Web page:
Some thoughts on Sanskritization or Tantrification?
vidya at cco.caltech.edu
Sun Jun 15 21:22:27 UTC 1997
On Sun, 15 Jun 1997 Palaniappa at aol.com wrote:
> Parpola's work related to this issue. This is what Asko Parpola says in his
> book Deciphering the Indus Script (p.168-169) in talking about the Dravidian
> phonological and syntactic influences on Rgvedic language. "One further
> reason why some scholars have been unwilling to accept these structural
> features as Dravidisms, in addition to the small number of Dravidian loan
> words (which are also called into question), is their early and sudden
> appearance. This, however, is exactly what can be expected if the Dravidisms
> were adopted indirectly, through another Aryan language that had been subject
> to direct substratum influence of Dravidian for a longer time.We must bear in
> mind that the Rgveda was largely composed in the plains of the Punjab
> relatively late, and redacted even later. The language, as well as the
> contents, of the Yajurveda reflects an entirely different tradition, which
> probably evolved in the Punjab and was incorporated in the Veda only during
> the acculturation that may be assumed to have taken place after the descent
> of the Rgvedic tradition from the Swat Valley. Epic Sanskrit, which contains
> a larger number of Dravidian loanwords than the Vedic texts, is likely to go
> back to the same 'Proto-Yajurvedic' dialect of Old Indo-Aryan".
I do not have the necessary expertise to comment on Prof. Parpola's views
on the yajurveda, nor have I read his work in detail, so I will say only
this much - A lot of assumptions go into the above passage, and the
strength of the argument rests, in a very crucial sense, upon the strength
of the assumptions.
Not that I doubt these assumptions entirely, but I think that in a fair
discussion, alternative assumptions must be considered and ruled out
for sound reasons, before one takes something for granted.
> What this seems to tell me is that the Yajur Vedic materials are a result of
> a combination of pre-Rg Vedic and Rg Vedic materials and as you indicated, I
What you consider to be pre-Rg Vedic could just be non-Rg Vedic, no? A
very strong case has to be made where chronology is concerned.
> should be talking about differences between 'Rgvedic' and 'tantric' materials
> instead of 'vedic' and tantric'. (What I was trying to do was using two
> 'onvenient' words to distinguish the cultural elements of the later Aryans
It is the very convenience of the words that I am afraid of. And why the
word 'tantric'? If 'vedic' in your original analysis has to be replaced
with 'Rgvedic', then 'tantric' might have to be replaced with 'non-Rg
Vedic', which is 'Vedic' nonetheless. In my opinion, 'tantric' only
confuses things even more, simply because the word has been attached to a
number of late texts and traditions, which can only be traced back to
medieval times. Bringing in a mature concept of 'tantra' to an analysis
of Rgveda and yajurveda seems far-fetched to me.
I am always wary of a simple model that tries to fit a complex reality and
then tries to answer every aspect of a complex thing in terms of its own
simple paradigms. Yes, a simple model has its advantages, but along with
the merits of a simple model, one also has to recognize the limitations it
faces, precisely because of its simplicity.
> As for CT attestation about chanting of the Vedas in Tamilnadu, they seemed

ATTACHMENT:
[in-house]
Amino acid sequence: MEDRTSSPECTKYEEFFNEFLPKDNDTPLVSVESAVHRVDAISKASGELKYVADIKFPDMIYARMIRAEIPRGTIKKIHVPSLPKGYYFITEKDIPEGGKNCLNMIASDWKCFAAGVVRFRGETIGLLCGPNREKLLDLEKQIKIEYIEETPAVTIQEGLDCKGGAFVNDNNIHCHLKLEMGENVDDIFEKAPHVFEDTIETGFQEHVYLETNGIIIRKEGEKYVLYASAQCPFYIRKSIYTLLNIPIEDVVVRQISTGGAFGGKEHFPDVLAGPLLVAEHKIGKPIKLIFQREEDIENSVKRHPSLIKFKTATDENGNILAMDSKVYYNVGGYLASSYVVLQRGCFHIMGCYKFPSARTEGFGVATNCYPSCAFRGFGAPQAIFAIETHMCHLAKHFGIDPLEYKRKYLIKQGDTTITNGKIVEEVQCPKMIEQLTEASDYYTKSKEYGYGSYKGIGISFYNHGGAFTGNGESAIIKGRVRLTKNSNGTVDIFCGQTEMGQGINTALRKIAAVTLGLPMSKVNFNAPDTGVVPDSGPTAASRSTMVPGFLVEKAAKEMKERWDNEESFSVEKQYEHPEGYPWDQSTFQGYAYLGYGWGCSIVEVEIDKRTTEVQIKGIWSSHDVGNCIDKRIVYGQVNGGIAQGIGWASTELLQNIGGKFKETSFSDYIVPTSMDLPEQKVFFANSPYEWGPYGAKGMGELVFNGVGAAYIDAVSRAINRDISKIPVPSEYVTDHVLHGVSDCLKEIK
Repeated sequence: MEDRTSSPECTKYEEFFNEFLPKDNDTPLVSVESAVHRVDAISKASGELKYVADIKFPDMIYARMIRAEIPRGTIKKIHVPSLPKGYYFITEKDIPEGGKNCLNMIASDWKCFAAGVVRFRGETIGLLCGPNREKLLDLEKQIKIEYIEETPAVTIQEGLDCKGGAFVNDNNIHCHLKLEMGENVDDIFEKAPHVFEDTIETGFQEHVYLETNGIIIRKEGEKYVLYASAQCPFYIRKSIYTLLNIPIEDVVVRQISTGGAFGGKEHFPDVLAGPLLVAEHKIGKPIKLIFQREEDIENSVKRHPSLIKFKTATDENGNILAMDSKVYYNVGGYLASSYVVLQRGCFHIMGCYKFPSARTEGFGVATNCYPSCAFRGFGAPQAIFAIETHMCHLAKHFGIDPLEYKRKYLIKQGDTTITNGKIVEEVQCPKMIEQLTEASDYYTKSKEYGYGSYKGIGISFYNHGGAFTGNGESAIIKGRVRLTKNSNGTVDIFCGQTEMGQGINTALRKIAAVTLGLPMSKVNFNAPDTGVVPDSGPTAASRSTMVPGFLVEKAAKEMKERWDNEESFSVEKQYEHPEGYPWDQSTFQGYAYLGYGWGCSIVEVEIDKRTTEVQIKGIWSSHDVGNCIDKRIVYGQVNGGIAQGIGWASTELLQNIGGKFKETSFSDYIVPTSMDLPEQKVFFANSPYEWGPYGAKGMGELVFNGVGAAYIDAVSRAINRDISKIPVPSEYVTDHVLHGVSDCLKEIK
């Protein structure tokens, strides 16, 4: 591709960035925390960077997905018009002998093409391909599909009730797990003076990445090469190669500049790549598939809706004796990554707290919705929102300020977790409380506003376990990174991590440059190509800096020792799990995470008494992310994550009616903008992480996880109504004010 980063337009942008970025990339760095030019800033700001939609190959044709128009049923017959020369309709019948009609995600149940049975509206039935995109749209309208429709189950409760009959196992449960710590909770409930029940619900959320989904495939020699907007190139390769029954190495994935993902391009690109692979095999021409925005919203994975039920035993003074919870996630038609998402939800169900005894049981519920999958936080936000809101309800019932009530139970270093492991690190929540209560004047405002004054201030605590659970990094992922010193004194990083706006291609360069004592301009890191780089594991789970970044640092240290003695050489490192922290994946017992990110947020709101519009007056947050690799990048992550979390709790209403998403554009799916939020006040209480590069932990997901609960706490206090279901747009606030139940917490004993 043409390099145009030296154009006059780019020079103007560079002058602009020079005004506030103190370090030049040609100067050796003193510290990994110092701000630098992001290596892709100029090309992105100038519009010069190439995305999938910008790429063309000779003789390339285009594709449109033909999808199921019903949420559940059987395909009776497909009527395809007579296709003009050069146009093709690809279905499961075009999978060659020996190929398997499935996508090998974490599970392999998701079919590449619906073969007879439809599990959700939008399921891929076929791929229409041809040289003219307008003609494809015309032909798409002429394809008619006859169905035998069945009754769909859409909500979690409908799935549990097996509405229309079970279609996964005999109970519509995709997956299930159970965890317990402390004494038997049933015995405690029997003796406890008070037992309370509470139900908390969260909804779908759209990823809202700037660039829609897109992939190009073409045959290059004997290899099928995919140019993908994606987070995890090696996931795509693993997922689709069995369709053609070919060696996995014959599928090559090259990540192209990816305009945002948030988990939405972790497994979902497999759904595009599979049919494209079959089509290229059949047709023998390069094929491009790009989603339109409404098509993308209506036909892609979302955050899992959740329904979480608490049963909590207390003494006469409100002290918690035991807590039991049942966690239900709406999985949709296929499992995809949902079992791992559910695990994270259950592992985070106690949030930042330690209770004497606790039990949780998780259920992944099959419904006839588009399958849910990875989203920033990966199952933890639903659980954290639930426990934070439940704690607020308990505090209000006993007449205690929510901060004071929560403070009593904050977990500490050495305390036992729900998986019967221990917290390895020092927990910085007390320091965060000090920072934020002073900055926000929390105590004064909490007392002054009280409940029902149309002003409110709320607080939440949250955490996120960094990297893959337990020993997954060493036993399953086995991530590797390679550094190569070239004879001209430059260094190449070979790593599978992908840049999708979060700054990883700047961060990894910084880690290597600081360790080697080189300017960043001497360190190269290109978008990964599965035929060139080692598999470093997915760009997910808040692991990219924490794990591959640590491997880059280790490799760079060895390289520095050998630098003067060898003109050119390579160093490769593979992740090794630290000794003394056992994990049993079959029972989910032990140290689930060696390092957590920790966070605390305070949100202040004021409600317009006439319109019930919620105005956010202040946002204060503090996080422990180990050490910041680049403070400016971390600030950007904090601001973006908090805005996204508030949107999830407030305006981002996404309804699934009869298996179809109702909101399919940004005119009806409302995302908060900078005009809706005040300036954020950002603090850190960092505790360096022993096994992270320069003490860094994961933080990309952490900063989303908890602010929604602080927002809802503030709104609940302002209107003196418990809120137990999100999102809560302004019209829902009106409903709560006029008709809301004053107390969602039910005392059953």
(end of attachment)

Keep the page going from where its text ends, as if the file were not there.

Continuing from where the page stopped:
> to have done it very publicly. ParipATal 11 describes brahmins making 'havir'
> offerings in the fire on the banks of Vaiyai river and the brahmin girls
> warming themselves by the fire after bathing in the river in the month of
> 'tai'. (Of course, Manu classifies all Tamils, along with Chinese etc, as
> fallen Kshatriyas. So they might not have had as much reservation about the
> Tamils hearing the Vedas.) According to R. Ghose, to this day, verses from
> the Vedas (including rudram and camakam) are chanted in the TiruvArUr temple
> in a hall outside the sanctum sanctorum, which seems to me to be a public
> place as well. So I do not know if the concept of secrecy was attached to
> vedas. But it will be good if other Indian groups characterized the vedas as
> secret texts.
One is not saying that the practitioners of the Vedic religion tried to
form an ultra-secret society like the KKK or something. All I am saying is
that in almost every religion, at least in the early days of its history,
there is a feeling of belonging to some sort of privileged group, with
access to some knowledge/practice that is not available to those outside
that group. And those outside the group do perceive them to be a closed
society. Look at the history of Mormons in the USA. Nowadays, there is not
much about them that is secret, although they still restrict access to
their church services, but there was a time when almost everything about
them was extremely secret.
Coming back to the Vedas in Tamil Nadu, it is not as if Brahmins would
only recite the Vedas in the privacy of their own homes, but they would
restrict access of Sudras to the places where they recited the Vedas. Do
remember that the inner precincts of the Tiruvarur temple were off-limits
to certain sections of society till fairly recently.
As for maRai, well, you might have something there, but also keep in mind
that Tamils did not come into serious contact with Christians till very
late. Words and their connotations change over time, and you have to show
that the common-man's conception of the word 'maRai' did not change in an
essential way over 2000 years or more, right from 1000 BCE (a conservative
estimate for the Vedas) to 1000 CE and later.
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